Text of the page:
Submitted to: Computers and Electronics in Agriculture
Publication Type: Peer Reviewed Journal
Publication Acceptance Date: 5/29/2008
Publication Date: 6/1/2009
Citation: Thorp, K.R., DeJonge, K.C., Kaleita, A.L., Batchelor, W.D., Paz, J.O. 2009. Methodology for the use of DSSAT Models for Precision Agriculture Decision Support. Computers and Electronics in Agriculture. 64(2):276-285.
Interpretive Summary: Precision agriculture is based on the idea that many different aspects of agricultural cropping systems, including soil properties, soil moisture, crop growth and development, crop stress levels, crop yield, crop residues, and pest infestations, are variable in space and time. If this variability can be appropriately measured, analyzed, and interpreted, then that information can be used to facilitate and improve the farm management decisions that ultimately govern the productivity and environmental impacts of agricultural systems. This research describes a decision support software that was developed for analysis of precision agriculture datasets through implementation of the Decision Support System for Agrotechnology Transfer (DSSAT) family of crop growth models. The software has been tested for agricultural systems in the midwestern United States and in the south of Germany. The software gives farmers and agricultural companies involved in precision agriculture a tool for analysis and interpretation of their measured datasets. Pursuit of precision agriculture endeavors through development of such software has the potential to make our agricultural practices more productive, profitable, sustainable, and environmentally responsible. This research will benefit NRCS and consultants.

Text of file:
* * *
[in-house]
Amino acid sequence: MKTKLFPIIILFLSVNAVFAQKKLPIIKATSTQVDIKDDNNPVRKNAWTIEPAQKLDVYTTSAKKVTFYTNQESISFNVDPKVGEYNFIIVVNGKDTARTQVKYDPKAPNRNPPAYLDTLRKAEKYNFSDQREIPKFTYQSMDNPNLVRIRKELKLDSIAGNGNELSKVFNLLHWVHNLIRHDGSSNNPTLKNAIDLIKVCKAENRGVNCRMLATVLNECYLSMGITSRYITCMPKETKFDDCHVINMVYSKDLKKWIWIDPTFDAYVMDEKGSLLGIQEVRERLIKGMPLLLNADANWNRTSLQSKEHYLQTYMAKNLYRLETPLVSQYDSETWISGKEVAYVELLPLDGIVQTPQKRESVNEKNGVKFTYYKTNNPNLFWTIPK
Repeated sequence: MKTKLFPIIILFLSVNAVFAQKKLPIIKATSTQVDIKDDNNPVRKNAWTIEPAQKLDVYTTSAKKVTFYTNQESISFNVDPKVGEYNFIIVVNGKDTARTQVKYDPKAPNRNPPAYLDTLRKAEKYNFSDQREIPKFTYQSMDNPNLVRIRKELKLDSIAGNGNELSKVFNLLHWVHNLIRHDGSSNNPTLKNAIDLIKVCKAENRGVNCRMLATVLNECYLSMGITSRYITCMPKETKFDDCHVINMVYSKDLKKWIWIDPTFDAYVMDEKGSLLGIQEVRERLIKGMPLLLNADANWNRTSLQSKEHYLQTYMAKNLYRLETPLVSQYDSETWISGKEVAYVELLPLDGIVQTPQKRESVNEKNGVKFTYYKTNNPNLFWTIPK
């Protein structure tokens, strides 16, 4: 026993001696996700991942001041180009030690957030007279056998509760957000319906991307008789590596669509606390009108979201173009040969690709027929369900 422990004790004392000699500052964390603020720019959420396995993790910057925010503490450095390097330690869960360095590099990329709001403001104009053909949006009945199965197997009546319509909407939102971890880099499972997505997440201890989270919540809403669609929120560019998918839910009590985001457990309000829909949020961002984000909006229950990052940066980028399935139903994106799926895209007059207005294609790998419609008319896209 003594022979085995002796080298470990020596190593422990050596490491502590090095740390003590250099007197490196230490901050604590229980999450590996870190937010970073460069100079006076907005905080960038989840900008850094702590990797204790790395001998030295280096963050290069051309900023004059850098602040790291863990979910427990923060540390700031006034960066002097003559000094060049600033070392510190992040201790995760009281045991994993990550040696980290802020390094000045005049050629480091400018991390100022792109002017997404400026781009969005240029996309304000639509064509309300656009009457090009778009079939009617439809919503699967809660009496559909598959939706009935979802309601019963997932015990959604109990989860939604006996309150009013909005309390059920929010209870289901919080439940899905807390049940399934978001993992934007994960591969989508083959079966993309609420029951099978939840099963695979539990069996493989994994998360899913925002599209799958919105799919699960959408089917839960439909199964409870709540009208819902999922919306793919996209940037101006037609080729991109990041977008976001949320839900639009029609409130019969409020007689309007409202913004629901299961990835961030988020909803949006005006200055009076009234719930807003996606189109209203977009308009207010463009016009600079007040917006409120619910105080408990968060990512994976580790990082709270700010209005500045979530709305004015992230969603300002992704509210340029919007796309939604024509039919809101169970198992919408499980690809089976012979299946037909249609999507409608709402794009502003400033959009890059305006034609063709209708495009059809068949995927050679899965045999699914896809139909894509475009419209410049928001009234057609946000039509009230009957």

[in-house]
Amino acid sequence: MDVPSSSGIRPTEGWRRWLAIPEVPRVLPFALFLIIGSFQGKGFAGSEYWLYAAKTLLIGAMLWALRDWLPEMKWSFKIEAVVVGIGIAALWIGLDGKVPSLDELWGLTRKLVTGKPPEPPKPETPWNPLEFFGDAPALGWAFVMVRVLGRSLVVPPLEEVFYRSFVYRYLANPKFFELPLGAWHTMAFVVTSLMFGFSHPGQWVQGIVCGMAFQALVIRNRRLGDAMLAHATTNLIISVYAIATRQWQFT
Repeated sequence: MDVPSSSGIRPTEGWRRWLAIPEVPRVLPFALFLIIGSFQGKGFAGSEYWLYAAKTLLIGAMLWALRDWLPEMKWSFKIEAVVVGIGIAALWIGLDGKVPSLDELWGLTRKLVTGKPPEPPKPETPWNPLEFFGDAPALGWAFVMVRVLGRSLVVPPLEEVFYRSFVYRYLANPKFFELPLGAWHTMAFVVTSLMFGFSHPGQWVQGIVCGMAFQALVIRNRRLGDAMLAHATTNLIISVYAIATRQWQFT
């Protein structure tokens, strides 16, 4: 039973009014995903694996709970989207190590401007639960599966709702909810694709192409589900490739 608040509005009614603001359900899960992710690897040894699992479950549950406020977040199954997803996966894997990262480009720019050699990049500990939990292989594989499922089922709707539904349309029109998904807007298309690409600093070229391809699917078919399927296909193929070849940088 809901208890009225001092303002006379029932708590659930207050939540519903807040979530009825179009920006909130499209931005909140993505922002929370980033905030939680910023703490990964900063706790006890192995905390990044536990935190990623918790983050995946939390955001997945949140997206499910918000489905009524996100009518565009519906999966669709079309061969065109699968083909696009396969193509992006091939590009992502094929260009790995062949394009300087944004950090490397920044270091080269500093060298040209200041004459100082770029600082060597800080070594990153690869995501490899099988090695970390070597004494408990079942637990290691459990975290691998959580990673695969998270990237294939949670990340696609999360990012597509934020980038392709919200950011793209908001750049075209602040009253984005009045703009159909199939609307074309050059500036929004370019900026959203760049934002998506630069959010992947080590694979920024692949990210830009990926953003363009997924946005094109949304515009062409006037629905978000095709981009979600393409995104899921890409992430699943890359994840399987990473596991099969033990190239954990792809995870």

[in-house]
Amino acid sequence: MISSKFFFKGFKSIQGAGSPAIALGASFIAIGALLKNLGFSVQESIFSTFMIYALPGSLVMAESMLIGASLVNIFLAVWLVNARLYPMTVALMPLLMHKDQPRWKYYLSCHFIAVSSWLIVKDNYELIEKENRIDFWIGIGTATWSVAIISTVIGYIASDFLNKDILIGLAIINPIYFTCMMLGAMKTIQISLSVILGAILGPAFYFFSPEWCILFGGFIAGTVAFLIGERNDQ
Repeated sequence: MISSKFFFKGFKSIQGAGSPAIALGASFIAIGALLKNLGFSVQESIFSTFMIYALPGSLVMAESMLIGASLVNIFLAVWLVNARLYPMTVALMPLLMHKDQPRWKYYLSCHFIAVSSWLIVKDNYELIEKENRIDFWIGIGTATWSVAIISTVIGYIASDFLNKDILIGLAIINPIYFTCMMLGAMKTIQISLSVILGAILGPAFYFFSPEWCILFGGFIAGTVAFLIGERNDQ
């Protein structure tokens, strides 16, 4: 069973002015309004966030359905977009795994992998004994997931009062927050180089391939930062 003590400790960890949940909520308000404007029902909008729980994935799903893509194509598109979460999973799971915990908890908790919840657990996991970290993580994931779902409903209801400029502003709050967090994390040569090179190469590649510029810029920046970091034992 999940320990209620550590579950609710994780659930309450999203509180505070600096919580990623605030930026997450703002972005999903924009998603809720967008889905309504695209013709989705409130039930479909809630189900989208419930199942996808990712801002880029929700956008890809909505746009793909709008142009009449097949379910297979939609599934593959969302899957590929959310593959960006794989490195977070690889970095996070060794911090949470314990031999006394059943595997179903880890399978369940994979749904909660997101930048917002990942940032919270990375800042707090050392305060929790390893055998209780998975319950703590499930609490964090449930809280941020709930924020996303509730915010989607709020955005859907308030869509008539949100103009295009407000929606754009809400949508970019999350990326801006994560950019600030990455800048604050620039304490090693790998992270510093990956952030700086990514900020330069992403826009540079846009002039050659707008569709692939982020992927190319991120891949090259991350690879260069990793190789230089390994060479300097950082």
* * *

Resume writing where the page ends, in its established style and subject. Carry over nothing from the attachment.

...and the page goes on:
Technical Abstract: A prototype decision support system (DSS) called Apollo was developed to assist researchers in using the Decision Support System for Agrotechnology Transfer (DSSAT) crop growth models to analyze precision farming datasets. Because the DSSAT models are written to simulate crop growth and development within a homogenous unit of land, the Apollo DSS has specialized functions to manage running the DSSAT models to simulate and analyze spatially variable land and management. The DSS has modules that allow the user to build model input files for spatial simulations across predefined management zones, calibrate the models to simulate historic spatial yield variability, validate the models for seasons not used for calibration, and estimate the crop response and environmental impacts of nitrogen, plant population, cultivar, and irrigation prescriptions. This paper details the functionality of Apollo, and presents the results of an example application.